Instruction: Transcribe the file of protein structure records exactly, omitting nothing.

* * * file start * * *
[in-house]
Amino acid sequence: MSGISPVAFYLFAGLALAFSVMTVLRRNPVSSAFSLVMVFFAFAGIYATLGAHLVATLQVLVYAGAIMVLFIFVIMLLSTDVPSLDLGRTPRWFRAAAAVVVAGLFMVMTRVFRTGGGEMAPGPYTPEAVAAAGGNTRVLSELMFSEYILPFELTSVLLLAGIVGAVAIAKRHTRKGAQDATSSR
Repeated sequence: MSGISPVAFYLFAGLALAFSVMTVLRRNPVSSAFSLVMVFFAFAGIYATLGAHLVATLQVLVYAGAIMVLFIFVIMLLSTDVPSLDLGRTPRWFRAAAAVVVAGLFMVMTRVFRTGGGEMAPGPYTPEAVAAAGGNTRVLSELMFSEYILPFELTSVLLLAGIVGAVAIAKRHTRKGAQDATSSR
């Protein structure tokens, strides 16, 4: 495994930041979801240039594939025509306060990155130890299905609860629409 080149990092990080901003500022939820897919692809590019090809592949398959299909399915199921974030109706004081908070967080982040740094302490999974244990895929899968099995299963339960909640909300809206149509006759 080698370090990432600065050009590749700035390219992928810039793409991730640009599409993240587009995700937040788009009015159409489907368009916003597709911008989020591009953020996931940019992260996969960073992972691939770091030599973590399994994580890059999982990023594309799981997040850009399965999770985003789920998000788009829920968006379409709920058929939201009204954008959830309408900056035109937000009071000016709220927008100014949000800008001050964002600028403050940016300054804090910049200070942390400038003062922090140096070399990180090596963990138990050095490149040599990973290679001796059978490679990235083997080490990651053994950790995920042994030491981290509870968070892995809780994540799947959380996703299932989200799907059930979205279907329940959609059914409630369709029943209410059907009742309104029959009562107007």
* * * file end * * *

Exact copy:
[in-house]
Amino acid sequence: MSGISPVAFYLFAGLALAFSVMTVLRRNPVSSAFSLVMVFFAFAGIYATLGAHLVATLQVLVYAGAIMVLFIFVIMLLSTDVPSLDLGRTPRWFRAAAAVVVAGLFMVMTRVFRTGGGEMAPGPYTPEAVAAAGGNTRVLSELMFSEYILPFELTSVLLLAGIVGAVAIAKRHTRKGAQDATSSR
Repeated sequence: MSGISPVAFYLFAGLALAFSVMTVLRRNPVSSAFSLVMVFFAFAGIYATLGAHLVATLQVLVYAGAIMVLFIFVIMLLSTDVPSLDLGRTPRWFRAAAAVVVAGLFMVMTRVFRTGGGEMAPGPYTPEAVAAAGGNTRVLSELMFSEYILPFELTSVLLLAGIVGAVAIAKRHTRKGAQDATSSR
């Protein structure tokens, strides 16, 4: 495994930041979801240039594939025509306060990155130890299905609860629409 080149990092990080901003500022939820897919692809590019090809592949398959299909399915199921974030109706004081908070967080982040740094302490999974244990895929899968099995299963339960909640909300809206149509006759 080698370090990432600065050009590749700035390219992928810039793409991730640009599409993240587009995700937040788009009015159409489907368009916003597709911008989020591009953020996931940019992260996969960073992972691939770091030599973590399994994580890059999982990023594309799981997040850009399965999770985003789920998000788009829920968006379409709920058929939201009204954008959830309408900056035109937000009071000016709220927008100014949000800008001050964002600028403050940016300054804090910049200070942390400038003062922090140096070399990180090596963990138990050095490149040599990973290679001796059978490679990235083997080490990651053994950790995920042994030491981290509870968070892995809780994540799947959380996703299932989200799907059930979205279907329940959609059914409630369709029943209410059907009742309104029959009562107007």